Tuesday, April 21, 2015

124 Recordings of Famous Poets Reading Some of Their Poems

At the beginning of this month I shared five good resources for National Poetry Month. The Library of Congress recently released a new online archive about poetry.

The Archive of Recorded Poetry and Literature contains 124 recordings of writers reading some of their poems and other works. Many of the recordings are long (one hour+) interviews with the writers during which they read some of their works. The audio can be heard on the LOC website and or embedded into blog posts as I've done here. Below you will find the recordings of Ray Bradbury and Robert Frost.

H/T to Open Culture.

Color Uncovered - An iPad App About the Science of Color

Parts of this post originally appeared on one of my other blogs, iPadApps4School.com

Earlier today I shared the TED-Ed lesson Eye vs. Camera which explains how our eyes perceive light and color. Exploratorium’s Color Uncovered iPad app provides a good introduction or follow-up to the TED-Ed lesson Eye vs. Camera.

Exploratorium’s Color Uncovered iPad app is essentially a seventeen part ebook with some nice interactive activities and videos built into it to support the articles. In Color Uncovered students will why we sometimes see colors that aren’t really there, how light influences the colors we see, and why dogs would have trouble with traffic lights if they drove. One of the interactive features on Color Uncovered that I particularly like is the “Colors Add Up” activity. In “Colors Add Up” students use a clear CD case (I’m sure any other clear piece of plastic will work too) to mix colors projected from their iPads. The app also gives students a couple of short lessons on how and why artificial colors are added to foods like salmon, candy, cheese, and fruit.

Applications for Education
Color Uncovered could be a nice app for use in art lessons and science lessons. Or combine the two topics into one lesson in which students learn about the science of light and how colors blend together.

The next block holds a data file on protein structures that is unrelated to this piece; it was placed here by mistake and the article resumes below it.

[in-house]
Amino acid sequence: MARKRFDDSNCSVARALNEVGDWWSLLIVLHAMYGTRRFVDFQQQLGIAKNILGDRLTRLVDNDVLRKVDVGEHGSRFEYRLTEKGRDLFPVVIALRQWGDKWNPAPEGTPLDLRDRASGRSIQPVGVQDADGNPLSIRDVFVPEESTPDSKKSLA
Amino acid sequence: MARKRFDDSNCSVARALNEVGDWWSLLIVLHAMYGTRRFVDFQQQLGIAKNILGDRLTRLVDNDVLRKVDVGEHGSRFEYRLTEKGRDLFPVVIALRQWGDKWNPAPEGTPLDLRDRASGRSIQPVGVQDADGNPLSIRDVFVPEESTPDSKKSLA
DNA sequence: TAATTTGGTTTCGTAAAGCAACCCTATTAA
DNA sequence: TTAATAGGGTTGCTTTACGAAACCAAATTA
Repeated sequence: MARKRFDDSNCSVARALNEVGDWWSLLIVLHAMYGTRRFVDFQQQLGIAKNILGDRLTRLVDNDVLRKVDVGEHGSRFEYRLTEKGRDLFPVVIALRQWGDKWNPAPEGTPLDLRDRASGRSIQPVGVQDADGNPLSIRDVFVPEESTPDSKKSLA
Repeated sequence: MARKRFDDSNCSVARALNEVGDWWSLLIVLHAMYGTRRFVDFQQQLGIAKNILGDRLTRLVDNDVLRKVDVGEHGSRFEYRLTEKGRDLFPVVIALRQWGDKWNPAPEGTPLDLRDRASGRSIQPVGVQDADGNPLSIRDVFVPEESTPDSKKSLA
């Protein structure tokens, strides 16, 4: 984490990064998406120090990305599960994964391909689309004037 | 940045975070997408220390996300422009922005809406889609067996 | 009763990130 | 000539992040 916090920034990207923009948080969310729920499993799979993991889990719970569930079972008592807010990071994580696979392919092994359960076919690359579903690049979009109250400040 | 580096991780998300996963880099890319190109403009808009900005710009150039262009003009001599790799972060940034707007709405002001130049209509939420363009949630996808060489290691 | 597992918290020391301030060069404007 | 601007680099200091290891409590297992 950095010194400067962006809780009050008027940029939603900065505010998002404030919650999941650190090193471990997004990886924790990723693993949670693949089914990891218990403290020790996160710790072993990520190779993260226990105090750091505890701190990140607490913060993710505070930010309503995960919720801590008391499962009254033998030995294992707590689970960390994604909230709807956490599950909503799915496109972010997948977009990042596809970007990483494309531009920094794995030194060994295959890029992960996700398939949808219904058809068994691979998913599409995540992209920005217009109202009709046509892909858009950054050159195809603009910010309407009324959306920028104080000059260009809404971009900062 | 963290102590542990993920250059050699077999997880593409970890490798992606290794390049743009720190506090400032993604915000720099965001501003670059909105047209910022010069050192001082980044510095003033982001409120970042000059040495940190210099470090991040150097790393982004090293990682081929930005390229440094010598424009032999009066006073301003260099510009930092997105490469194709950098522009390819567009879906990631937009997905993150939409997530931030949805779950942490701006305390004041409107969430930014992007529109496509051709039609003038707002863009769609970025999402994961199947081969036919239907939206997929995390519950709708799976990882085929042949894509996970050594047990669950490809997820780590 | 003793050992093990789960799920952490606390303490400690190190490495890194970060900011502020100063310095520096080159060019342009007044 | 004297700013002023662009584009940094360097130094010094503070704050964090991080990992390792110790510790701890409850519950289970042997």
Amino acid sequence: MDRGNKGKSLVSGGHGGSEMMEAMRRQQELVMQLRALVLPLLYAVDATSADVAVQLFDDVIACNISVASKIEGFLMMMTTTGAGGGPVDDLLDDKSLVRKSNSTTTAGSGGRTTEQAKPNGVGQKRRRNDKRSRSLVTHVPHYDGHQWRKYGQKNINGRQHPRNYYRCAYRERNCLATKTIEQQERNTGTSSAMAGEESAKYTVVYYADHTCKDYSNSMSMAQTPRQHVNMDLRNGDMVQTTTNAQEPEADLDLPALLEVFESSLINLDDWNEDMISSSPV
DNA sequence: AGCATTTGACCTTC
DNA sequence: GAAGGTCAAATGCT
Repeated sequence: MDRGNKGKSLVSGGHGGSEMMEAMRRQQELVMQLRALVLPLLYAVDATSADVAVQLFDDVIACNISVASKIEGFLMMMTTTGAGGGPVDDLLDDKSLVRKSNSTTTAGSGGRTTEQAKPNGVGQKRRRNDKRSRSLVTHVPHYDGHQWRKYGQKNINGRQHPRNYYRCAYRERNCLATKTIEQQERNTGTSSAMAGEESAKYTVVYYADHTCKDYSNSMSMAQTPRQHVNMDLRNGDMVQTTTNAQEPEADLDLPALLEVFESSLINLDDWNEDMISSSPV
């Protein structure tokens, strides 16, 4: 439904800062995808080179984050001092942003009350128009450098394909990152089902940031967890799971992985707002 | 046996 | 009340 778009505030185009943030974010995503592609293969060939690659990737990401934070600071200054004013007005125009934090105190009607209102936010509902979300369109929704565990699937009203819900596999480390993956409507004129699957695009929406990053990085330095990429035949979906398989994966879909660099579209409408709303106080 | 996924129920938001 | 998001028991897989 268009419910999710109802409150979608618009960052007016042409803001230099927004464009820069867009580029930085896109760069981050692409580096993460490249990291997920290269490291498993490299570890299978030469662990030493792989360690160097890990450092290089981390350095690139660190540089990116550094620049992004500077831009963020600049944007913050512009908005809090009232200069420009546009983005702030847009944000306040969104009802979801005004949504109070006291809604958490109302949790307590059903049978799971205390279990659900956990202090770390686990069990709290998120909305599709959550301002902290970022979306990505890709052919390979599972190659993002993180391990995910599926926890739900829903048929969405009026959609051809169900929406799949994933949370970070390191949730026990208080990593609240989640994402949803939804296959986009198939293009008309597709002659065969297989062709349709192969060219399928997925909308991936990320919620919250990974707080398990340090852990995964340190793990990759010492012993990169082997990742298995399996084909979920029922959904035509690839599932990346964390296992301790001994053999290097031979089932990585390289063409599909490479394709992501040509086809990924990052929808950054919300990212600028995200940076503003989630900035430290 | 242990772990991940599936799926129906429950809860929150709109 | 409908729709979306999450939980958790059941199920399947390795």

Google Classroom Now Supports Teacher Collaboration and Announcement Drafts

Today, a couple of frequently requested features were added to Google Classroom. Those features are teacher collaboration in a Google Classroom course and saving announcement drafts.

To add a teacher to one of your courses you simply have to go to your course's "About" page and select "invite teacher." The teacher(s) that you invite can do almost everything that you can do. Invited teachers can post comments, post announcements, post assignments, and even grade assignments.
Image courtesy of Google Apps for Edu marketing team.

If you work like I do, you probably try to knock out a bunch of similar tasks in one block of time. If those tasks include creating announcements and assignments for the week, Google Classroom now makes that a little easier. You can now save announcements and assignments as drafts then publish them at a later time.
Image courtesy of Google Apps for Edu marketing team.

100 Practical Ed Tech Tips Videos

On a cold winter night four or five months ago I started to organize the screencast videos that I've made over the years. I called the list Practical Ed Tech Tips. Since I started that list I've made an effort to add one or two new screencasts to it every week. Yesterday, I added the 100th video to the Practical Ed Tech Tips playlist.

In the playlist you will find videos about tools for flipping your classroom, videos on managing workflow, social media tips, search strategies, and media production. The entire playlist is embedded below.

Why Your Eye Sees Things Differently Than a Camera - A TED-Ed Lesson

Eye vs. Camera is a fascinating TED-Ed lesson. In the lesson we learn why our eyes don't always see things the same way that they're captured with a camera. Through the lesson we learn how our eyes perceive and focus on colors compared to a camera. We also learn fun facts like why we can't watch our own eyes shift from side to side in a mirror. The full lesson can be found here. The video is embedded below.

TED-Ed offers some resources to extend the lesson. Optical Illusions and Phenomena will show students more examples of how eyes perceive light and color differently than is captured by a camera. Exploring the Anatomy of Your Own Eye is an activity set extracted from The American Biology Teacher. It contains some examples and explanations of how the human eye works.

Popular Posts